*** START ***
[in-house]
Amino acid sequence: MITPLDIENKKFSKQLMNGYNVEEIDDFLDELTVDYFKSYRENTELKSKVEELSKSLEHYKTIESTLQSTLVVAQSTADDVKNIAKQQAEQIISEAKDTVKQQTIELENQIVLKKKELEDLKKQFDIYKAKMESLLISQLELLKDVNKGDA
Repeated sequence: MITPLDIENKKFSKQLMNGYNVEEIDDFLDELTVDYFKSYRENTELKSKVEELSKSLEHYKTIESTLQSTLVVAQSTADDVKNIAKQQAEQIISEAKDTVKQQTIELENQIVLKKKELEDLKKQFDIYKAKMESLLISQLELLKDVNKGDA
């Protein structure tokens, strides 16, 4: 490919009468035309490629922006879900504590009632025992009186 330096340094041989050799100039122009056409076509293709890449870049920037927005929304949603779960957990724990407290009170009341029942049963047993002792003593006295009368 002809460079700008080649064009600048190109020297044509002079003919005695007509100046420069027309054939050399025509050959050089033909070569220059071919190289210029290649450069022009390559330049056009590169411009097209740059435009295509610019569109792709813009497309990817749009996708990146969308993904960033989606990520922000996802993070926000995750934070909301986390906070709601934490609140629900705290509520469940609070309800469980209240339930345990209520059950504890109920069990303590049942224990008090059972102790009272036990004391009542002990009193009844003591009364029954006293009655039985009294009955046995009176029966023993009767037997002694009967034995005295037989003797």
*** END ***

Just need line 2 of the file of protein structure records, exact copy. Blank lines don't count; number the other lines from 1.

Amino acid sequence: MITPLDIENKKFSKQLMNGYNVEEIDDFLDELTVDYFKSYRENTELKSKVEELSKSLEHYKTIESTLQSTLVVAQSTADDVKNIAKQQAEQIISEAKDTVKQQTIELENQIVLKKKELEDLKKQFDIYKAKMESLLISQLELLKDVNKGDA